Ulrich Fuchs There has been substantial research activity around the ECoCs from the 1990s and onward. The first study compared the experience in ECoCs from 1985 to 1990 and was conducted by John Myerscough in Monitoring Glasgow 1990 (1991), a seminal work in the field. Early in the program, Spyros Mercouris, the head of Athens’ Cultural Capital of Europe project in 2015 contributed some preliminary articles, setting the philosophical context of the program. There followed other EU publications in the form of ex-post evaluations, such as the two-volume European Cities and Capitals of Culture (2004) written by Palmer-RAE Associates and the European Capitals of Culture: Success Strategies and Long-Term Effects (2014) by Beatriz Garcia and Tamsin Cox. Scholars have conducted innovative research in master level and doctoral work, and numerous conference papers have been produced. Impacts-08 – The Liverpool Model (2010), a program resulting from a partnership between the University of Liverpool and the Liverpool John Moores University, developed a research model for evaluating the multiple impacts of culture-led regeneration programs that can be applied to the ECoCs and other urban mega-events. I could also mention your doctoral dissertation—The Identity of the European City through the Institution of the Cultural Capitals of Europe – Athens1985, Glasgow1990, Lisbon1994, and Thessaloniki1997 (2011)—and the book edited by Tuuli Lähdesmäki entitled Identity Politics in the European Capital of Culture Initiatives (2014). The number of publications has grown over the years, so much so that we can now argue that the ECoC Action has been sufficiently documented from various angles (political, economic, sociocultural, and environmental), investigated, and evaluated. Moreover, comparative studies among various ECoCs open new perspectives for a more comprehensive knowledge of the Action.
EuropeNow What has been the role of intercity networks in the ECoC program?
Ulrich Fuchs During the first stage of the Action, Spyros Mercouris and other pioneers (for example, Volker Hassemer, Hatto Fischer, Ingo Weber, and others) initiated the creation of the European Capitals of Culture and Cultural Months (ECCM). The ECCM gathered a network of past, present, and future ECoCs seeking to exchange ideas and provide each other with mutual support. ECCM fostered the organization of conferences and meetings in Athens (in 2005, 2007, and 2015). However, this initiative stopped after the passing of Spyros Mercouris. An NGO led by Hatto Fischer and Anna Arvanitaki—”Create and Do” (Ποιείν και Πράττειν)—collaborated with the ECCM to develop initiatives around culture, cultural policies, and cities in Europe and beyond. Another network was set up by a group of European universities located in various ECoCs: the University Network of European Capitals of Culture (UNeECC). This network has thriven and organized an annual conference and other successful activities. CultureNext is another network composed of ECoCs; it was established by the Cluj Cultural Center in Romania in 2017. Its mission is to support past, present, and future ECoCs in their sustainable development and to foster meaningful legacies for the ECoC program. The network comprises 29 cities in 19 European countries.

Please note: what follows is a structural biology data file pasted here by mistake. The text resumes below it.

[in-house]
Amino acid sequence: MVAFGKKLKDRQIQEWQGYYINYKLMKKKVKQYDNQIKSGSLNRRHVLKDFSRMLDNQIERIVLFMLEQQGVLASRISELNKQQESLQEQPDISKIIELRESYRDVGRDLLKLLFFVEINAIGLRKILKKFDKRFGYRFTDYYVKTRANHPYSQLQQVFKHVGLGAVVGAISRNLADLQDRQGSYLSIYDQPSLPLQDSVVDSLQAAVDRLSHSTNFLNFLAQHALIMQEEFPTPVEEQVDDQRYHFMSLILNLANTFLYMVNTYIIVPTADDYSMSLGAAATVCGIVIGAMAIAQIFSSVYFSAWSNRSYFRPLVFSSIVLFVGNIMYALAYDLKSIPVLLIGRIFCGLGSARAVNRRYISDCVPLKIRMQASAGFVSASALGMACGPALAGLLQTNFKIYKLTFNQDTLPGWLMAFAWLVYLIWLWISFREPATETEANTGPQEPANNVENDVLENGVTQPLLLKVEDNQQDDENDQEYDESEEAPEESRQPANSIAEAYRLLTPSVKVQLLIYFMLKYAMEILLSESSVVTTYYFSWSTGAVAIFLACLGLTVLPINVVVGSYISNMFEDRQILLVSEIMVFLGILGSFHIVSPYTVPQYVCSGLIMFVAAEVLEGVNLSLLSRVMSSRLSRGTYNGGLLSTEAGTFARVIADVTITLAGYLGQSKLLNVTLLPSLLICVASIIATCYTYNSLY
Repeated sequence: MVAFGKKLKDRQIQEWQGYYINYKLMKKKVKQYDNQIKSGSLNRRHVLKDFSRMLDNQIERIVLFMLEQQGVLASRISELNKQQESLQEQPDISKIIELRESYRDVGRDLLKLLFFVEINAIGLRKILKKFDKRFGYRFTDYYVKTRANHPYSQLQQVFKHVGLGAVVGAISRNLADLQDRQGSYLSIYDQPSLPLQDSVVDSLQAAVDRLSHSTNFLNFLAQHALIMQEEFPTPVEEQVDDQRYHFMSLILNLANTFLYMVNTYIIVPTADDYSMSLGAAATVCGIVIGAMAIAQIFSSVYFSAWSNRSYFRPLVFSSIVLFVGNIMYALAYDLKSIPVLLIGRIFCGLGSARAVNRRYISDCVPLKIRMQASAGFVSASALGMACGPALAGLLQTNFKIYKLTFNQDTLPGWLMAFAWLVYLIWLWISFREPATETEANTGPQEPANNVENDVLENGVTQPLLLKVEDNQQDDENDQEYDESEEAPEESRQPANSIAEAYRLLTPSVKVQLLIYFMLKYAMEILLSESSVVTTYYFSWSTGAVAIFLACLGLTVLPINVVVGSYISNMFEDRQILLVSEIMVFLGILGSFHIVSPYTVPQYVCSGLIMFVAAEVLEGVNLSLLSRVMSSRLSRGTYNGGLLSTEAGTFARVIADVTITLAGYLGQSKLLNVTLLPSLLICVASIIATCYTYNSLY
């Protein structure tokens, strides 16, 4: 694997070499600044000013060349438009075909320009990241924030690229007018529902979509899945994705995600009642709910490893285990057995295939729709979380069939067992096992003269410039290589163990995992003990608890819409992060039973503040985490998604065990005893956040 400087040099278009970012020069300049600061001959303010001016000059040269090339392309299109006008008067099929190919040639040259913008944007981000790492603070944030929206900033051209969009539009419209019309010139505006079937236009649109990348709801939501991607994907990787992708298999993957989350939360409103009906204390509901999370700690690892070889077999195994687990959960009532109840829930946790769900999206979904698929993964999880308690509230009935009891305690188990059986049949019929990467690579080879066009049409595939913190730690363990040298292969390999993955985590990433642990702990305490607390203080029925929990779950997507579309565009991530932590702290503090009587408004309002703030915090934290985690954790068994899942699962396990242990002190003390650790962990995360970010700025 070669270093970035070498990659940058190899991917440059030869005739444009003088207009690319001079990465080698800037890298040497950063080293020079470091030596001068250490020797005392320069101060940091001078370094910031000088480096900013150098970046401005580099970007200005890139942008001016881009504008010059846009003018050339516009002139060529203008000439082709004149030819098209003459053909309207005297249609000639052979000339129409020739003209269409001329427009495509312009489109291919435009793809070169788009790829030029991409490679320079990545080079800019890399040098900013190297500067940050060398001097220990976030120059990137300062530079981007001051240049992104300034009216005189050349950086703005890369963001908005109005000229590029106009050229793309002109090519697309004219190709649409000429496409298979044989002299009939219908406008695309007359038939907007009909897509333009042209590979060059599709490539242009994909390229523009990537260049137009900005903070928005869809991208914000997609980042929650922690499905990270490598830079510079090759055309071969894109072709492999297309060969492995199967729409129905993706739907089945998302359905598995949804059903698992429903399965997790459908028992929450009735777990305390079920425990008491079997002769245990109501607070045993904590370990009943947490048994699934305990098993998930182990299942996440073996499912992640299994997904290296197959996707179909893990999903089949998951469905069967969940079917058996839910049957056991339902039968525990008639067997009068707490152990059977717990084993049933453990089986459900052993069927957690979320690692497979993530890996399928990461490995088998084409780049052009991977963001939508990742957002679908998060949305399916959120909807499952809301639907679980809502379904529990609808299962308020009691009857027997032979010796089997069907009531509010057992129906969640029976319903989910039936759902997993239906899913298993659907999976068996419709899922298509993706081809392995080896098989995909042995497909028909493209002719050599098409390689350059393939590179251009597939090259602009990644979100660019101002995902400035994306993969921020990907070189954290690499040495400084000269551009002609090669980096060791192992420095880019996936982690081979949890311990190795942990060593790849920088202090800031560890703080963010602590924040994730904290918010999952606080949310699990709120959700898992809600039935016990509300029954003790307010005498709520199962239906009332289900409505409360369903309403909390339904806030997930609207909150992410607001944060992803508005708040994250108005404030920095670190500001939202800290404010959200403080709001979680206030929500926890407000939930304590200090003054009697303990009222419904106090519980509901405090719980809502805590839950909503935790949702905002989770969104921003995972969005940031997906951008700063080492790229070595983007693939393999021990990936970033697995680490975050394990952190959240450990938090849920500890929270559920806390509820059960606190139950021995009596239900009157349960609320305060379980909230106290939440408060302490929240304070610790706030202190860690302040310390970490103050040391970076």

However, certain concepts have not been approached by any network. For example, “European Culture” as an ontological entity, the relationship between culture and the European city as a sociocultural and spatial entity, the cultural identity and meaning of urban public space, and more. Therefore, a research institute is needed, which could assemble all aspects of the ECoC Action and set a scientific and artistic framework for investigating the topic from an interdisciplinary and holistic perspective. In this context, studies comparing different ECoCs could possibly be prioritized. Finally, such a research institute could greatly contribute to the critical evaluation and, most importantly, the capitalization of the Action’s legacy.
Ulrich Fuchs has taught at several European universities, among them the universities of Bremen (1984-2005), Mainz (1993-1996), and Avignon (2001-). He has been an advisor for several cultural institutions: the Bremen Theater (1984-2003) and the Bremen Local Authority (2003-2005). He was the deputy managing director and program director for Linz2009 (2005-2009) and Marseille-Provence2013 (2010-2014). He was part of the Selecting and Monitoring Panel and chair of the European Commission for the ECoCs between 2014 and 2019.
Anastasia Paparis, Dipl., MSc, M. Phil., PhD, is an architect, town planner, and urban designer with a rich academic teaching, research, and design portfolio. Her PhD dissertation focused on The Identity of the European City through the Institution of Cultural Capitals of Europe. Her research interests cover a broad range of themes with a focus on cultural infrastructure and urban spatial identity in Europe. She is a member of the Pool of Experts for the ECoC (European Union).
 The legal framework changes with each ECoC round. That is for the round 2021 – 2033 the legal framework changed in 2014, after an open consultation of the EU Commission with a) the European Parliament, b) the Committee of the Cities and Regions, c) the Ministries of Culture of EU countries, and d) other cultural stakeholders and experts.
 European Communities, 2009. DOI: 10.2766/59910.
Published on July 12, 2023.